What's the best Linux server for you?

Whatever your size, there's a distribution that fits

penguinsflickr/Highland Blade

When it comes to clothes, I'm a normal guy. I just want to walk into a store, grab something that fits, buy it (What, try it on? Are you kidding!?), and head home. Well, that's what I want to do. I've learned over the years that just because something should fit doesn't mean that it will fit. It's the same with Linux servers. Sure, they're all built on the same code base and can run the same applications, but one may fit you perfectly while another may make you look like a clown.

So, how can you tell which is which? Well, let's start with that basic question you should bring to any computing decision: "What is it that you really want to do?"

Corporate business use

Let's say you have a company with several hundred to several tens of thousands of users. What do you want? This one is actually a pretty easy call. Your first choice should be Red Hat Enterprise Linux.

[ Free download: Linux loses its luster as a darling among developers ]

redhat.jpgSource: ckaroli/Twitter
Sorry, longhair, Red Hat is pretty corporate these days.

Red Hat has big business support down to a fine art, and it's easy to find certified technicians, administrators, and engineers who know their way around RHEL. It's also supported on a wide variety of hardware. Whether you're running x86 servers on racks, blade servers, IBM POWER systems, or mainframes, there's a RHEL for you. In short, Red Hat is the gold standard of business Linux.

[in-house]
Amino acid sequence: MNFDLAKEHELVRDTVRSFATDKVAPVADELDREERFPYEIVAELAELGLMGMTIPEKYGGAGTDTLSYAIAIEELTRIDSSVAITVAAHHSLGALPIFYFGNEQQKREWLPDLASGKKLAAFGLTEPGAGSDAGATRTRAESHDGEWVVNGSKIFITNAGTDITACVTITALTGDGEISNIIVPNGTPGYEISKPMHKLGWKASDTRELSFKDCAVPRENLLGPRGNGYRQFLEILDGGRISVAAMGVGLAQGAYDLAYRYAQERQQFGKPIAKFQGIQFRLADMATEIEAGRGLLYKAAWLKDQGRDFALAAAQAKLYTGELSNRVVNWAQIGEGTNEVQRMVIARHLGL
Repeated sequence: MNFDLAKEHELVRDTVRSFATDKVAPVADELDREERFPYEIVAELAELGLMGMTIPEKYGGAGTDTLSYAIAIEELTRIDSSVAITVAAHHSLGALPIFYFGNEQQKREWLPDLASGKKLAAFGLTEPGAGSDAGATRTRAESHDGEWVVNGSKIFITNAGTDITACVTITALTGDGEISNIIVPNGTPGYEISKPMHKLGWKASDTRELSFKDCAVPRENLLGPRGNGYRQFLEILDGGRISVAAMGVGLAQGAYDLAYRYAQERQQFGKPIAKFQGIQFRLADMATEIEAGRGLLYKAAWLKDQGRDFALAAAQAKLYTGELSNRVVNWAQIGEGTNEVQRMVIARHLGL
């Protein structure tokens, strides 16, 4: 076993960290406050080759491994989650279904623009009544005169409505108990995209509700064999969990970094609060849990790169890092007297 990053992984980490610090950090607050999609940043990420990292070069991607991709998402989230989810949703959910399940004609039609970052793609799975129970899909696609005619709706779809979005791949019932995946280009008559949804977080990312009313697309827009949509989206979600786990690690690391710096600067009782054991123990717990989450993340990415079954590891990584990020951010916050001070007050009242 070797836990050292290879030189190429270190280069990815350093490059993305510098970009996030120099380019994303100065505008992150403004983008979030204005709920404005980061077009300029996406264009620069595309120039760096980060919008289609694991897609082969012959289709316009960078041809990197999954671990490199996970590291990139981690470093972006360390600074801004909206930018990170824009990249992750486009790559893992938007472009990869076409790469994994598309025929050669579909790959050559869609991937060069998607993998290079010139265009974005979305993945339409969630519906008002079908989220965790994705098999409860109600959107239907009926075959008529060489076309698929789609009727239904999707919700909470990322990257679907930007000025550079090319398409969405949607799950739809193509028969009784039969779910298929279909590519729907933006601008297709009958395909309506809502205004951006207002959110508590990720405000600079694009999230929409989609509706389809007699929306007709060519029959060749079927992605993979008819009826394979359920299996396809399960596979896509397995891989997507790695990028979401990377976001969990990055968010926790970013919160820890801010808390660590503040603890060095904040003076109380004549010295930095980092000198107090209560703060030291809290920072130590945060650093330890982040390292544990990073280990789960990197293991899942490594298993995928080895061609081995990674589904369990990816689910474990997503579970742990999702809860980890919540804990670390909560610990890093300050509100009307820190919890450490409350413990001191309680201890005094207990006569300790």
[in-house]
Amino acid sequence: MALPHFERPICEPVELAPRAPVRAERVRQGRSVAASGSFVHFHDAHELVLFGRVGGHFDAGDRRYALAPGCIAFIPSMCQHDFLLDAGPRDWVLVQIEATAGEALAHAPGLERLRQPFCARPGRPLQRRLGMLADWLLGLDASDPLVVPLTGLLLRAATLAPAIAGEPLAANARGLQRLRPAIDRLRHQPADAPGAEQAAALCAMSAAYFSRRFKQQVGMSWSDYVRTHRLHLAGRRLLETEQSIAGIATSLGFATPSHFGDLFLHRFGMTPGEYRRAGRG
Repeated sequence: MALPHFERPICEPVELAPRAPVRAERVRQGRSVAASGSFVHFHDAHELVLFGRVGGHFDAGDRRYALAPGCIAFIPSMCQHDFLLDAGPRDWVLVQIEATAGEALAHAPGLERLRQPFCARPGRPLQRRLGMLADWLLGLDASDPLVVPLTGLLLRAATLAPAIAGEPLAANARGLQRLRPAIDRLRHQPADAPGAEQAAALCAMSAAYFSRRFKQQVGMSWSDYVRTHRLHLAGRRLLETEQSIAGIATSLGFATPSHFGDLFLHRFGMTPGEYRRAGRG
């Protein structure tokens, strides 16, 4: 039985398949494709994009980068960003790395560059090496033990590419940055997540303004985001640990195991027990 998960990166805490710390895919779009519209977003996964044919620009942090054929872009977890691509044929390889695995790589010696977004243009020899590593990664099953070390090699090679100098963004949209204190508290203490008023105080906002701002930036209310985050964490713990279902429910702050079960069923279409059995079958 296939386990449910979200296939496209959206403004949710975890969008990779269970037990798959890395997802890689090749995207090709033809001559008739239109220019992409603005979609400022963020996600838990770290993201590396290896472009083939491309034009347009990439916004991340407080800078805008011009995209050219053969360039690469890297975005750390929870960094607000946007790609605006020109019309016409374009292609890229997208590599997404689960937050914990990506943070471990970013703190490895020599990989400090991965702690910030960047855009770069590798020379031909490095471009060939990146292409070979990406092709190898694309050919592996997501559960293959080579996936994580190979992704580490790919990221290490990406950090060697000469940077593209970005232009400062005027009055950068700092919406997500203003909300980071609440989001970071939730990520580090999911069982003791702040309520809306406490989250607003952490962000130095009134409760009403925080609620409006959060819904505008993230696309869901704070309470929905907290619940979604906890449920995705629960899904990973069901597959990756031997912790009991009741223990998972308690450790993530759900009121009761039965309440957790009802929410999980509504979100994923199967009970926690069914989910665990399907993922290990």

Is RHEL is too expensive for your taste? Well, you get what you pay for, but there are two other worthy business Linux distributions that deserve corporate attention. These are Oracle Linux and SUSE Linux Enterprise Server (SLES).

Oracle Linux is essentially a copycat version of RHEL. While I know a few people who prefer it to its parent distribution, most of the folks I know who've tried it find little to recommend it over RHEL. SLES, on the other hand, has a handy setup and administration tool, YaST, that I find very useful for setting up branch office-sized deployments.